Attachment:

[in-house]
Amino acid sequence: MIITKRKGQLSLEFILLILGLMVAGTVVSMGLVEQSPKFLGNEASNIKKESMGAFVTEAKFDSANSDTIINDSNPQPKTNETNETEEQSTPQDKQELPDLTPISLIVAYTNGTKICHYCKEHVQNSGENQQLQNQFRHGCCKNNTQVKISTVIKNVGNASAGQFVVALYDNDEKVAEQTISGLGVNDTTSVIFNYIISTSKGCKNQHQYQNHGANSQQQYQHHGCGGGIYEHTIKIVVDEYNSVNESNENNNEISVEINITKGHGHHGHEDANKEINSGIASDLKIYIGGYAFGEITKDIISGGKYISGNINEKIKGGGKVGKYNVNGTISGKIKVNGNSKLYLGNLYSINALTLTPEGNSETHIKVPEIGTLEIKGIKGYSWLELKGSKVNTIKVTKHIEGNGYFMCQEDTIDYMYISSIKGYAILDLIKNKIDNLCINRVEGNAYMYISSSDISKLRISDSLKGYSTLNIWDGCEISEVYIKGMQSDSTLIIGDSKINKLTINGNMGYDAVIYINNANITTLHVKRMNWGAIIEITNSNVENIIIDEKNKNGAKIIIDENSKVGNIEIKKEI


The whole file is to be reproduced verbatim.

[in-house]
Amino acid sequence: MIITKRKGQLSLEFILLILGLMVAGTVVSMGLVEQSPKFLGNEASNIKKESMGAFVTEAKFDSANSDTIINDSNPQPKTNETNETEEQSTPQDKQELPDLTPISLIVAYTNGTKICHYCKEHVQNSGENQQLQNQFRHGCCKNNTQVKISTVIKNVGNASAGQFVVALYDNDEKVAEQTISGLGVNDTTSVIFNYIISTSKGCKNQHQYQNHGANSQQQYQHHGCGGGIYEHTIKIVVDEYNSVNESNENNNEISVEINITKGHGHHGHEDANKEINSGIASDLKIYIGGYAFGEITKDIISGGKYISGNINEKIKGGGKVGKYNVNGTISGKIKVNGNSKLYLGNLYSINALTLTPEGNSETHIKVPEIGTLEIKGIKGYSWLELKGSKVNTIKVTKHIEGNGYFMCQEDTIDYMYISSIKGYAILDLIKNKIDNLCINRVEGNAYMYISSSDISKLRISDSLKGYSTLNIWDGCEISEVYIKGMQSDSTLIIGDSKINKLTINGNMGYDAVIYINNANITTLHVKRMNWGAIIEITNSNVENIIIDEKNKNGAKIIIDENSKVGNIEIKKEI